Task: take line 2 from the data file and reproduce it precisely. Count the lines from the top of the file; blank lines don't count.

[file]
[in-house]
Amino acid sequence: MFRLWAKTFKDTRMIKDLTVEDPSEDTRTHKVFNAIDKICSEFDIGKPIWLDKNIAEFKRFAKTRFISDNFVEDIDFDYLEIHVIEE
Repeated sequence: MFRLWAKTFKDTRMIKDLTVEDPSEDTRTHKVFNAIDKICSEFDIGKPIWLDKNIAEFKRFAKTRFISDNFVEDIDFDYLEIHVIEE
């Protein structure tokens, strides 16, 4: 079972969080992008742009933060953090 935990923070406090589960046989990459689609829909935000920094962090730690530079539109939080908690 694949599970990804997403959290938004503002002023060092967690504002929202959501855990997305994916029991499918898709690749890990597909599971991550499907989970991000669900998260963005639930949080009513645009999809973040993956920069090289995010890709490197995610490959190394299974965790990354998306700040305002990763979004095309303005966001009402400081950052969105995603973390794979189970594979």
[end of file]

Amino acid sequence: MFRLWAKTFKDTRMIKDLTVEDPSEDTRTHKVFNAIDKICSEFDIGKPIWLDKNIAEFKRFAKTRFISDNFVEDIDFDYLEIHVIEE